>         => { if (~?test) ?body }
>     end macro;

Ahh!  Now I know why there was a mental block.  In my programming
languages book ("Principles of Programming Languages" by Bruce
MacLennam, (c) 1987) there's a section called "Return to
Simplicity" where it talks about extensible languages.  (All
typos mine.)

] As a result, PL/I has become the classic example of a "Swiss
] army knife" approach...  The result is inevitably a langauge so
] large as to be unmanageable.
 ..
] Many programming language designers believed that it was
] futile to design a language that was all things to all programmers.
] ... Rather, these designers believe that a more effective approach
] was to have a closely knit family of application-oriented
] languages. .. It was necessary to develop ... the extensible
] language approach; the idea that one is given a simple,
] application independent kernel, or base, language and an
] extension mechanism that allows the kernel langauge to be
] extended into various application areas.  Early examples of
] extensible languages are the MAD language and McIlroy's
] "syntax macros".
 ..
] For example, if a programmer wanted to use 'x # y' for the
] symmetric difference between two real numbers, a typical
] operator definition would be:
]
] operator 2 x # y; value x, y; real x, y;
]   begin
]     return abs(x-y)
]   end;
 ..
] Other languages went much further by providing syntax macros
] that allowed the programmer to introduce new syntax into the
] programming language.  For example, a summation notation might
] be defined:
]
]  real syntax sum from i = lb to ub of elem;
]    value lb, ub;
]    integer i, lb, ub; real elem;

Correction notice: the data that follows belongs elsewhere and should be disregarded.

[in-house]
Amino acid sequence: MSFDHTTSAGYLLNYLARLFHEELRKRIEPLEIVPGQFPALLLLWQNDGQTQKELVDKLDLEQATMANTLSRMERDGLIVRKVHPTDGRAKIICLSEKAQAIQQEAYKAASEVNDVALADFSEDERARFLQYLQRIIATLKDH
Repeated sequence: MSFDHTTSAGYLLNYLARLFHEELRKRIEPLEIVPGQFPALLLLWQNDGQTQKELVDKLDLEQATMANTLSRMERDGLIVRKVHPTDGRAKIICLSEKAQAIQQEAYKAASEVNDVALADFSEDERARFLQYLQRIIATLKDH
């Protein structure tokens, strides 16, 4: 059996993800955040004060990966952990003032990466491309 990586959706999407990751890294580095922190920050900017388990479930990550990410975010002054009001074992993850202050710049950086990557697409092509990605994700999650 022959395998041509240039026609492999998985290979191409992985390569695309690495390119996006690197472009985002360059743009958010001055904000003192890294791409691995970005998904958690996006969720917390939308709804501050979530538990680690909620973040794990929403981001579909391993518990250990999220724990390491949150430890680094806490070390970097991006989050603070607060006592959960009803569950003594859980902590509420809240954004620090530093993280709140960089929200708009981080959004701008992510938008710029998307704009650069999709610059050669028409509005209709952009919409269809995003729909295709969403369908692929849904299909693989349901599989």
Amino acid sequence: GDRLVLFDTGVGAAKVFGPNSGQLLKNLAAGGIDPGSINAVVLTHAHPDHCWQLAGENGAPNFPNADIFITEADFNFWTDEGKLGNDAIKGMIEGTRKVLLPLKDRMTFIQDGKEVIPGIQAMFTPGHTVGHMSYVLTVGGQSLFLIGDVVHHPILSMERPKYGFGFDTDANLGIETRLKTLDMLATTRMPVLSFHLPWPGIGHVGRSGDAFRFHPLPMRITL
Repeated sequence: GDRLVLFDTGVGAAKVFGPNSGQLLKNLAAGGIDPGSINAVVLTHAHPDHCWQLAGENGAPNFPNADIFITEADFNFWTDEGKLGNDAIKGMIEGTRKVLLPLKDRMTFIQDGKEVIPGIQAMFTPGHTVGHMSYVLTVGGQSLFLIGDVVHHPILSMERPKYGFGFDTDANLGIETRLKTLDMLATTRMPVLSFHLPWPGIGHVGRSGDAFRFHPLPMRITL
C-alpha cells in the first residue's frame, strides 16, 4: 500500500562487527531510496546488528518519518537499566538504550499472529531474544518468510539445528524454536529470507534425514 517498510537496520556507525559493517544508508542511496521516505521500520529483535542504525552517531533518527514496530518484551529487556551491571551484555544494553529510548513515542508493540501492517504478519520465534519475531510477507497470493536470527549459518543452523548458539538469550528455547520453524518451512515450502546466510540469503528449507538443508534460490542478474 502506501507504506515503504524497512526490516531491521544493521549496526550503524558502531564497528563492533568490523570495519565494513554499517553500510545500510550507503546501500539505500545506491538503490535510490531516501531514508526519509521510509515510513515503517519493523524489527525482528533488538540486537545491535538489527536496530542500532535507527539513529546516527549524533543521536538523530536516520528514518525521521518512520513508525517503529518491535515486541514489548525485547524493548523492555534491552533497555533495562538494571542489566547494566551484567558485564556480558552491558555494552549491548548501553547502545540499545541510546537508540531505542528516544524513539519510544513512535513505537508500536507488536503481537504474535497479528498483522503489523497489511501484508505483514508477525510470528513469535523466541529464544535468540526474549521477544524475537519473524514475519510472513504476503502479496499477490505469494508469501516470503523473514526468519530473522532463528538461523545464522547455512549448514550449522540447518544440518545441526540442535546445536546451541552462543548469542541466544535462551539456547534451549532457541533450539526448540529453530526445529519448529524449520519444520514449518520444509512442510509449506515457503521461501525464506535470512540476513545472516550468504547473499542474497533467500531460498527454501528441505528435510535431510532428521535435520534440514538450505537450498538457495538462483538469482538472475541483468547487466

]    begin real s; s:=0;
]     for i=lb step 1 until ub do
]       s := s + elem;
]     return s
]    end;
] [...] This defintion allows the programmer to write statements
] such as
]    Total := sum from k = 1 to N of Wages[k];
] instead of the usual
]    Total := sum(k, l, N, Wages[k]);
] The intention was that programmers could use the notation
] common to their application areas.
 ...
]  Unfortunately, extensibility usually resulted in very
]  inefficient languages. ... compilers large and unreliable ...
]  minor inefficiencies in the kernsl implementation became
]  magnified at the application language level
 ...
] poor diagnostics ... most diagnostics were issued in terms
] of kernel language constructs.  This was, of course, confusing
] for a user working at the application language level.
]   These problems, and others, ultimately defeated extensible
] languages.  Although they were once the most active area of
] programming language research, they are now rarely discussed.
] This does not imply that all of their ideas have been
] abandonded; we will see that the idea of extensible data
] types has been incorporated into Pascal and its successors
] and that a limited form of operator extension is provided
] by Ada.

(Huh, and Lisp not mentioned at all.)

So what I think happened was that this judgement (true or
not) stuck with me enough to make me not think about this
topic.  Indeed, I remember now thinking deeply about this
section when it came up and trying to judge for my self if
I thought it was correct.

It raises some strong points which you need to address - how
complicated is the implementation, how fast is the resulting
code, how easy is it to understand, how easy is it to debug?
Oh, and how well do support tools (editors, debuggers, pretty
printers) integrate with syntax macros?

You assert it's not a problem.  In response I've given my
judgement (that it is) the views of others (that it is) and
references from the literature (that it is).

Proving otherwise then becomes that much more complicated,
which explains at least some of the resistance you've seen
from me and others.

                    Andrew
                    dalke at acm.org